Coal Use Decreases, NatGas Increases – Renewables? Irrelevant
New numbers released by IHS CERA show how far coal has fallen as the fuel of choice to generate electricity in the U.S., and how high natural gas has risen to take its place. Here are some interesting statistics:
The share of U.S. electricity that comes from coal is forecast to fall below 40 percent for the year — the lowest level since the government began collecting this data in 1949. Four years ago, it was 50 percent. By the end of this decade, it is likely to be near 30 percent.
"The peak has passed," says Jone-Lin Wang, head of Global Power for the energy research firm IHS CERA.
Natural gas will be used to produce 29 percent of the country’s electricity this year, up from 20 percent in 2008. Nuclear accounts for 20 percent. Hydroelectric, wind, solar and other renewables make up the rest.*
Why the change from coal to natural gas? Much of it is due to tougher pollution rules from the Obama administration (Obama’s “war on coal”), which makes operating coal burning plants far more expensive than it used to be. “Cheap” coal is no longer cheap. Plus, natural gas has come down in price drastically over the past four years due to the rapidly expanding supply from shale gas drilling and the miracle of hydraulic fracturing.
Power plants that burn coal produce more than 90 times as much sulfur dioxide, five times as much nitrogen oxide and twice as much carbon dioxide as those that run on natural gas, according to the Government Accountability Office, the regulatory arm of Congress. Sulfur dioxide causes acid rain; nitrogen oxides cause smog; and carbon dioxide is a so-called greenhouse gas that traps heat in the atmosphere.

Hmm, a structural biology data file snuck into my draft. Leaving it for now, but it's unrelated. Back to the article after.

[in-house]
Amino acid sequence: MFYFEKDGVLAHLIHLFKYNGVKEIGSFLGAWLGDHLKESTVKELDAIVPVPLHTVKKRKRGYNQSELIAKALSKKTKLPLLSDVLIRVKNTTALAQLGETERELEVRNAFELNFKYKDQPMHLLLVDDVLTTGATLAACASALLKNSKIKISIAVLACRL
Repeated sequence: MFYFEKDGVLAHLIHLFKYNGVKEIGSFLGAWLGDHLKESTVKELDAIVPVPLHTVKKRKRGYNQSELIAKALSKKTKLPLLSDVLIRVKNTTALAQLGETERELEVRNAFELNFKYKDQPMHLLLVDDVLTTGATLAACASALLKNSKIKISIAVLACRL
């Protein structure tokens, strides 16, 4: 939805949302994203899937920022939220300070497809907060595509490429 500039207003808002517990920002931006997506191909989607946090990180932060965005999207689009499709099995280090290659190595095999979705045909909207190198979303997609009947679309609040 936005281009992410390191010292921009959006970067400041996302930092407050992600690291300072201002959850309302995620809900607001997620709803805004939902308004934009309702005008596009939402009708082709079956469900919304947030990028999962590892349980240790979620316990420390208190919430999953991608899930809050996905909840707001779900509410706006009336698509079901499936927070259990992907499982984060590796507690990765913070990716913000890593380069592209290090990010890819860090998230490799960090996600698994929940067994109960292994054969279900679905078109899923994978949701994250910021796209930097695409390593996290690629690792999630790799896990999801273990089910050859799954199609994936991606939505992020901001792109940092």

A pair of clean air rules enacted by the Environmental Protection Agency over the past year tightens limits on power-plant emissions of sulfur dioxide and nitrogen dioxide, and place new limits on mercury, a poison found in coal. This will force between 32 and 68 of the dirtiest and oldest coal plants in the country to close over the next three years as the rules go into effect, according to an AP survey of power plant operators conducted late last year.
Coal was hit with a potentially bigger environmental blow in March when the EPA issued guidelines that could limit greenhouse gas emissions from new power plants as early as 2013. Once the guidelines go into effect, no coal plants will be built unless utilities can develop a cost-effective way to capture carbon dioxide, analysts say. That technology has been slow to develop and is very expensive.*
No new coal plants will be built after this year. No new plants, no new demand and as old plants are shut down or converted, demand will continue to drop.
Just to recap those IHS numbers…As of right today, the sources of of energy that produce the country’s electricity are: coal 40% (and falling); natural gas 29% (and rising); nuclear 20% (and staying even); everything else, including so-called renewable/alternative energies 11%.
Do you spot a little problem the “dump all fossil fuels now, fossil fuels are evil” crowd has with something called reality? The reality is that fossil fuels power nearly 3/4 of the electricity in this country. It is an utter pipe dream, something beyond reality to think we can simply “conserve more” or “subsidize more” and use renewables to generate all of our electrical supplies—even within the next 30-40 years—as many in the anti-drilling movement proclaim.
*Associated Press (Jun 13, 2012) – US coal use falling fast; utilities switch to gas